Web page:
rating: ****
review: Zack Snyder gambled that after Dark Knight audiences were ready for a mature superhero movie.  This was his first attempt, and it improves on its famous comic book source material.

The Proposal
rating: ****
review: Sandra Bullock finds her first huge success in years playing totally against type, and letting Ryan Reynolds needle her the entire movie over it.

The Hurt Locker
rating: ****
review: Kathryn Bigelow gambles on Jeremy Renner to sell the first great Iraq War movie, and is hugely rewarded.

rating: ****
review: Duncan Jones and Sam Rockwell start the ball rolling that would lead to Gravity, Interstellar, The Martian, and Arrival.

Harry Potter and the Half-Blood Prince
rating: ****
review: The sixth Harry Potter movie bets that you're totally invested.  Most dramatic moments are Dumbledore risking everything for one of the horcruxes, and then his death at the end of the movie.  Really, this is the Dumbledore entry.

The Time Traveler's Wife
rating: ****
review: Funny enough, Rachel McAdams later makes another time travel movie, About Time.  In this one, she romances Eric Bana, who keeps popping up randomly in her life.  The book is truly transcendent.  The movie is close enough to be well worth savoring, too.

rating: ****
review: After years of chasing after a defining role, Tom Hardy finds one, and now he's been chasing its legacy ever since.

Red Cliff
rating: ****
review: John Woo's big Chinese epic.

Funny People
rating: ****
review: My favorite Adam Sandler movie, kind of channels Warren Zevon's death beautifully.

Terminator Salvation
rating: ****
review: This is one of those movies that got overshadowed by production matters, that incident where Christian Bale loses his kit.  The movie itself is a totally fresh look at the franchise, with Sam Worthington turning in his first notable performance as a kind of prototype Terminator.  The result is the Blade Runner of Terminator movies.

G.I. Joe: The Rise of Cobra
rating: ****
review: Surprisingly entertaining thanks to Channing Tatum and Sienna Miller anchoring the more cartoonish elements around them.  Joseph Gordon-Levitt whiffs as Cobra Commander.

Crazy Heart
rating: ****
review: Jeff Bridges settles into the grizzled version of his social deviant archetype.

State of Play
rating: ****
review: Russell Crowe and Ben Affleck in a rousing political thriller.

The Pink Panther 2
rating: ****
review: Not as surprising as its predecessor, but as a fan of the series I still wildly appreciate Steve Martin's contributions.

The Hangover
rating: ****
review: One of the iconic comedies of the modern era.

X-Men Origins: Wolverine
rating: ****
review: It's been typical to say Hugh Jackman struggled to find a worthy Wolverine solo vehicle, but this first attempt is already up to the task, recruiting the always-charismatic Liev Schreiber to play opposite him.  Really hard to not appreciate that.  Forget about Ryan Reynolds' first Deadpool.  That's just an excuse everyone likes to use.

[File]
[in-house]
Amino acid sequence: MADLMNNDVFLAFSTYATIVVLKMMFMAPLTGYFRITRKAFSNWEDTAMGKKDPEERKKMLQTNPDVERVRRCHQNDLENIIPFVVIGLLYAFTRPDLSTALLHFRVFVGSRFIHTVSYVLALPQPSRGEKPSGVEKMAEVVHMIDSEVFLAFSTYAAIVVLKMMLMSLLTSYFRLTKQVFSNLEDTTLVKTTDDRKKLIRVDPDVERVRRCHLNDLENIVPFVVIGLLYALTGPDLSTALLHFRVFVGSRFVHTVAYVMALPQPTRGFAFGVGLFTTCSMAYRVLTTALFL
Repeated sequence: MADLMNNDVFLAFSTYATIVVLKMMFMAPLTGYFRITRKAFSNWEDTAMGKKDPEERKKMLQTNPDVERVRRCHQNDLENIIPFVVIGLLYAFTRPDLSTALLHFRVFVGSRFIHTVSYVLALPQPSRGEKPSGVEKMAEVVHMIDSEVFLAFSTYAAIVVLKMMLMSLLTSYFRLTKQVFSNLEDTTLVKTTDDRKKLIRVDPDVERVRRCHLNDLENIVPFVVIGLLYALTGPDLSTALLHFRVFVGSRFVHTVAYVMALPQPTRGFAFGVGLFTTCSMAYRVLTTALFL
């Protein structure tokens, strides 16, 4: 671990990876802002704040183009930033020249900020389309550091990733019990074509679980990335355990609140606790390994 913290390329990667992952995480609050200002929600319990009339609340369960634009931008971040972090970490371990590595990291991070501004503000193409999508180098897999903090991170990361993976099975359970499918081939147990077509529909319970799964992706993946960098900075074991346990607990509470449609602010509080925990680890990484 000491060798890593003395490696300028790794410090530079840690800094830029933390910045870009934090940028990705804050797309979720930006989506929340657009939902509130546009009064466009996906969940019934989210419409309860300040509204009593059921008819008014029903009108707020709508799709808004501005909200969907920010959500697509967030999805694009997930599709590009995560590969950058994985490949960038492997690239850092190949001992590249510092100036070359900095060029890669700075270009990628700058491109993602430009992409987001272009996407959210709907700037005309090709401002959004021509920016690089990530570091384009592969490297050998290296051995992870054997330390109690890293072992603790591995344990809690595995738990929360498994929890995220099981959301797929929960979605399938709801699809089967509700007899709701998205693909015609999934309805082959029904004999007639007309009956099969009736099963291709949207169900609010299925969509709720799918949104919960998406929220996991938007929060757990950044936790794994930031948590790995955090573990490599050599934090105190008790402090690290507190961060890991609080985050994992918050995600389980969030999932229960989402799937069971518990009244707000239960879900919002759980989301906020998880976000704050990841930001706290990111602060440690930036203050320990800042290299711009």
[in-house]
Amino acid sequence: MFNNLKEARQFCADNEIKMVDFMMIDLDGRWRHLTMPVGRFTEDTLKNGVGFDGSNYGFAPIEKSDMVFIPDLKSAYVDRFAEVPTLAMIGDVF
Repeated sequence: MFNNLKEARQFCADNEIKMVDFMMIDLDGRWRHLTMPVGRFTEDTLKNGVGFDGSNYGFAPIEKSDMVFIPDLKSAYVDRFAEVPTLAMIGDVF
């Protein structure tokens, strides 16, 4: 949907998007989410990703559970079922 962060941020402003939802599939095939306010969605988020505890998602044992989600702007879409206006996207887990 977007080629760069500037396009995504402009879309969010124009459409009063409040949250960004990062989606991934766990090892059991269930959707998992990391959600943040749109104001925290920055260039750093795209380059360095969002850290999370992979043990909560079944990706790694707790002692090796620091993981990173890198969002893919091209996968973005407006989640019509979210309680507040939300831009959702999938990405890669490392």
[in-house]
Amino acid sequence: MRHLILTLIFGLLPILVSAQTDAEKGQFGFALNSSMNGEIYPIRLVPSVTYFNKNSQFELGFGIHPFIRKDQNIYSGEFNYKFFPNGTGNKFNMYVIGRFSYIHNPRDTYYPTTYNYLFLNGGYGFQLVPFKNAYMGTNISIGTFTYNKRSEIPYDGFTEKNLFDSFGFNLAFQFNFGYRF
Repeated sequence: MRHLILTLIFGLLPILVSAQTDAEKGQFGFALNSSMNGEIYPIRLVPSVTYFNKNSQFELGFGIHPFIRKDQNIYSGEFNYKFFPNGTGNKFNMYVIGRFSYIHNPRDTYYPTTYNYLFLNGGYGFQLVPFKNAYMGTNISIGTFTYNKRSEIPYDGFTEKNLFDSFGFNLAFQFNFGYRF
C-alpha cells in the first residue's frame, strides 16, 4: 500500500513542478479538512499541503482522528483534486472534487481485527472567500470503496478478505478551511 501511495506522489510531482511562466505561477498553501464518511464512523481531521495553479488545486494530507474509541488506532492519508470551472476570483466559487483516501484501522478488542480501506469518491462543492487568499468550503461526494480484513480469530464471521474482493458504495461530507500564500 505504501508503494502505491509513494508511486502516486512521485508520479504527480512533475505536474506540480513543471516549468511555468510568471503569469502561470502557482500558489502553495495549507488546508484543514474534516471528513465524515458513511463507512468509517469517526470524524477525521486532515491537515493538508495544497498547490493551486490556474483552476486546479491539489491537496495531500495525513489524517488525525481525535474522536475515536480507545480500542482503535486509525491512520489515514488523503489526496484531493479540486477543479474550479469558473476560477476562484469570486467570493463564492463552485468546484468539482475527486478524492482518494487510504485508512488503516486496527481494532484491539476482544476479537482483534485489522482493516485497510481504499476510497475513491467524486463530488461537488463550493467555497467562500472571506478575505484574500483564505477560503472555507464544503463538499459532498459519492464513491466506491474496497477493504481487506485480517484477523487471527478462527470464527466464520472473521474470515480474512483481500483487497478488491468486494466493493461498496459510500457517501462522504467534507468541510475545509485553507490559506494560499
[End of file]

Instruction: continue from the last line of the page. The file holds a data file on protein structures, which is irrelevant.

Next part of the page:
Angels & Demons
rating: ****
review: The second Hanks/Howard Robert Langdon movie is not the revelation the first one was, but recruiting Ewan McGregor was smart, and the movie later helped inspire the inspired ending of The Dark Knight Rises.

rating: ****
review: Great ensemble, underrated entry in the Mickey Rourke comeback tour.

Two Lovers
rating: ****
review: Devastating romance between Joaquin Phoenix and Gwyneth Paltrow.

A Perfect Getaway
rating: ****
review: Breezy ensemble thriller with a great cast.

rating: ****
review: Immersive new vision of a blockbuster epic.

Fast and Furious
rating: ****
review: The unlikely fourth in the series, and the first in a hugely successful revival that eventually weaves the first three into a working tapestry unrivaled in cinematic history.

The Soloist
rating: ****
review: Moving social drama featuring Robert Downey Jr. and Jamie Foxx.

Fantastic Mr. Fox
rating: ****
review: Wes Anderson at his most fun.

Underworld: Rise of the Lycans
rating: ***
review: Serviceable look back at this franchise's origins, a tad overestimating how epic it seemed.

The Slammin' Salmon
rating: ***
review: A scaled back comedy from Broken Lizard.

Bad Lieutenant: Port of Call New Orleans
rating: ***
review: Nicolas Cage in a kind of remake that allows him to do his world-weary version of Nicolas Cage.

Land of the Lost
rating: ***
review: Will Ferrell gets to have a lot of fun in this remake.  Kind of the template for Jumanji: Welcome to the Jungle, minus the strong supporting cast.

rating: ***
review: Cult style zombie comedy.  Best part is the hilarious Bill Murray cameo.

Up in the Air
rating: ***
review: George Clooney in his groove, waiting for a movie to find itself around him.

Where the Wild Things Are
rating: ***
review: Really, really should've been transcendent.  Instead it's just ambitious.